Email as a Data Collection Tool when Interviewing Older Adults

  • Mario A. Brondani University of British Columbia - Faculty of Dentistry
  • Michael I. MacEntee University of British Columbia - Faculty of Dentistry
  • Deborah O'Connor University of British Columbia - School of Social Work

Abstract

This article explores several aspects of electronic communication, specifically its advantages and disadvantages within the context of a brief experience using email to interview elders. Two older adults participated via email as the psychosocial impact of aging was collected using such venue. Our experiences are compared with published reports from others to analyze the benefits and limitations of email as a research tool. The email was spontaneous, comprehensive, interactive, efficient, confidential, and cost effective. The use of email within this exploratory study appeared to be an effective approach to collecting qualitative information about beliefs and behaviours from older adults who feel comfortable with this form of communication. The lack of similar studies limited the scope of discussion and comparison of findings; generalization is limited due to the small sample size. This investigation, however, suggested that the use of email as an interview tool may be considered in today’s exploratory research arena as an alternative to conference calls or face-to-face interviews when time is a constraint.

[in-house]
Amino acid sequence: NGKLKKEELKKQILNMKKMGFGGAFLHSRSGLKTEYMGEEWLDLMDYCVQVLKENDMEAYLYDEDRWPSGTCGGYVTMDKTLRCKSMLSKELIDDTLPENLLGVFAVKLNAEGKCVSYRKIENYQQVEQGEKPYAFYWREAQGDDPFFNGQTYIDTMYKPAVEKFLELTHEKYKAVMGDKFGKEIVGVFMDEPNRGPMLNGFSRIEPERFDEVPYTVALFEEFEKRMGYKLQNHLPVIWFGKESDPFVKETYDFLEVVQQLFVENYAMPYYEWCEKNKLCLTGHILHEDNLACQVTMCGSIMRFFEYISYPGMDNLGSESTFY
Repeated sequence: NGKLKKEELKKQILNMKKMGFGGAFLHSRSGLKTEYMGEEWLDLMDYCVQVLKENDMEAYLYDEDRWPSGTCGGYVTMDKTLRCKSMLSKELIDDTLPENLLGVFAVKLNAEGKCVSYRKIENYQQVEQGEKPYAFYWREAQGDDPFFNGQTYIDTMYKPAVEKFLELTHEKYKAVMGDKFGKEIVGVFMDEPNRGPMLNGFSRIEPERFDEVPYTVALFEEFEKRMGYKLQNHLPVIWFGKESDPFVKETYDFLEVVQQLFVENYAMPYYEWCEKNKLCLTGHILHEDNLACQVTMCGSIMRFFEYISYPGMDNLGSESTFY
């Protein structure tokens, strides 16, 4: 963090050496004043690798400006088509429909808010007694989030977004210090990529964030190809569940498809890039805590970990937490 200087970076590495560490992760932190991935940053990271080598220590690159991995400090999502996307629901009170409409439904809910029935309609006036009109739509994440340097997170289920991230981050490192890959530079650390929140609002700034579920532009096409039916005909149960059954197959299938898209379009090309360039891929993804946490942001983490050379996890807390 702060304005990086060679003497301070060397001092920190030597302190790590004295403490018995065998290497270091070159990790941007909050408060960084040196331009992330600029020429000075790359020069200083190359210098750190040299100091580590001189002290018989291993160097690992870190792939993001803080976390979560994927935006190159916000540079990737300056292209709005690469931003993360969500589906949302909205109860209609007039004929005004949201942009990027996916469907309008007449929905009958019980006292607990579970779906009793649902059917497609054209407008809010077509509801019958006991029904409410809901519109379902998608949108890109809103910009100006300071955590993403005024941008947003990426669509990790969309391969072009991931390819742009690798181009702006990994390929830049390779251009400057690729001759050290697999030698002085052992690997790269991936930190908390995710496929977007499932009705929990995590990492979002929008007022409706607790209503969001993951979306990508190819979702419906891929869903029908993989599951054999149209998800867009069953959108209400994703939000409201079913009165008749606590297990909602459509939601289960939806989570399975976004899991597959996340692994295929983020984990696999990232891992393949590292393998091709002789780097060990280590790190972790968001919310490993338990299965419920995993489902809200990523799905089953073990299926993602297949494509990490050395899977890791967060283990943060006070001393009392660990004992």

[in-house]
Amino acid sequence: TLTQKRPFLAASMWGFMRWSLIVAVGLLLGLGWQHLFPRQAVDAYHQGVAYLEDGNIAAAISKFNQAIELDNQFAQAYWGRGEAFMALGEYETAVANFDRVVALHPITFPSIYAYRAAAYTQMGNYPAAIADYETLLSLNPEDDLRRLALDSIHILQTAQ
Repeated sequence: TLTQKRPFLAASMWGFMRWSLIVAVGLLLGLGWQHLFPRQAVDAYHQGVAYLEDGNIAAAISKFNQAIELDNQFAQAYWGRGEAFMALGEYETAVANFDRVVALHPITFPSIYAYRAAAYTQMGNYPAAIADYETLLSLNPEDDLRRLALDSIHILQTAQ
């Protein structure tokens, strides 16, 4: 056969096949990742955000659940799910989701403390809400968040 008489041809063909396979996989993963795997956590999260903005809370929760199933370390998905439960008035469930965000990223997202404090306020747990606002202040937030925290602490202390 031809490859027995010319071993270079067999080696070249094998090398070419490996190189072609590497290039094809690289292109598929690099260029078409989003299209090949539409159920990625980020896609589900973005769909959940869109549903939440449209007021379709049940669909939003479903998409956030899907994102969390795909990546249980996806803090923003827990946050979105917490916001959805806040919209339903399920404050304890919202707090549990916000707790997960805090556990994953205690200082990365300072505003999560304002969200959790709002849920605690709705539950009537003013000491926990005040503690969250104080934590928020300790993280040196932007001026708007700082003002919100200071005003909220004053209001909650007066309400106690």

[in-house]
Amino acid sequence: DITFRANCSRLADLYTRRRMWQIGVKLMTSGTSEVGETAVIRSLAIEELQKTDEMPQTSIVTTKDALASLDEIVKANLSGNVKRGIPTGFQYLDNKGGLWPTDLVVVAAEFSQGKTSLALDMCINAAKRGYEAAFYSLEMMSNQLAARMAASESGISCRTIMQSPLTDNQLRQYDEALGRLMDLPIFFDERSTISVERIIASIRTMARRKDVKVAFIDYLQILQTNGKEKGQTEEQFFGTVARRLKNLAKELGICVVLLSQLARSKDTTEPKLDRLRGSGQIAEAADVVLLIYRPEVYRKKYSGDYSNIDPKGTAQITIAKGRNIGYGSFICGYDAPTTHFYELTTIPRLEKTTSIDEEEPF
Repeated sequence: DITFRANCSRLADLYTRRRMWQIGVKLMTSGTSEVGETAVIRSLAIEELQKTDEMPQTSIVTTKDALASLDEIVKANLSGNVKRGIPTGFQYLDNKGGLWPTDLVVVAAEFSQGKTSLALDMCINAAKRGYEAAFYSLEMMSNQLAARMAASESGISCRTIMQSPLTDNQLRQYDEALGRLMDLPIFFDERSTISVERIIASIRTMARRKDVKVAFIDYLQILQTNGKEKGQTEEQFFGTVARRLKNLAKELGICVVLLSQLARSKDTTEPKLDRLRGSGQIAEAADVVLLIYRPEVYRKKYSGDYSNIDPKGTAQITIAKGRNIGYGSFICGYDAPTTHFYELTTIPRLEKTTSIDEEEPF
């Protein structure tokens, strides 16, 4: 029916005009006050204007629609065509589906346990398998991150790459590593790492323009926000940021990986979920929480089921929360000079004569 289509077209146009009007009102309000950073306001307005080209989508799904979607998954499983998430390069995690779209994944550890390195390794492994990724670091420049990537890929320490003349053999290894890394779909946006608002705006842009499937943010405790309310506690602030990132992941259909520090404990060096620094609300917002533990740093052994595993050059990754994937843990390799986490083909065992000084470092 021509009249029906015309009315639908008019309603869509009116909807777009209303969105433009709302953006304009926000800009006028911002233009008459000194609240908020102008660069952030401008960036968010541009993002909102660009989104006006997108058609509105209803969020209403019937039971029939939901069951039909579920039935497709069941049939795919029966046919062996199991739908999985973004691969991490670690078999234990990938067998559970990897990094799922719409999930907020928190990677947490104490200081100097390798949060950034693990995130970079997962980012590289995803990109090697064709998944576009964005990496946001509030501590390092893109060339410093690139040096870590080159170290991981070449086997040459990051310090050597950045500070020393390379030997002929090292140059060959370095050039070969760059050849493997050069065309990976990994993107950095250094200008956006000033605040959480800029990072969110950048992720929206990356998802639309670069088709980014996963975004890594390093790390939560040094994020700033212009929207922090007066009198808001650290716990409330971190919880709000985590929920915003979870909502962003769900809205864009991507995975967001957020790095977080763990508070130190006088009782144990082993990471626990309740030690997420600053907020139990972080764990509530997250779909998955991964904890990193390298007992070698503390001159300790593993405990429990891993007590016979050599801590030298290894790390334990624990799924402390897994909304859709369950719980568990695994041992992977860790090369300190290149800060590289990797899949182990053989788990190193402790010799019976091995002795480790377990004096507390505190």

Author Biographies

Mario A. Brondani, University of British Columbia - Faculty of Dentistry
DDS, MSc, PhD Assistant Professor Oral Health Sciences
Michael I. MacEntee, University of British Columbia - Faculty of Dentistry
LDS(I), FRCD(C), Dipl. Prosth., PhD Professor of prosthodontics and dental geriatrics and affiliated with the ELDERS Research Group Oral Health Sciences
Deborah O'Connor, University of British Columbia - School of Social Work
BSW, MSW, RSW, PhD Professor Director of the UBC Centre for Research on Personhood in Dementia.
Published
2011-08-26
Section
Articles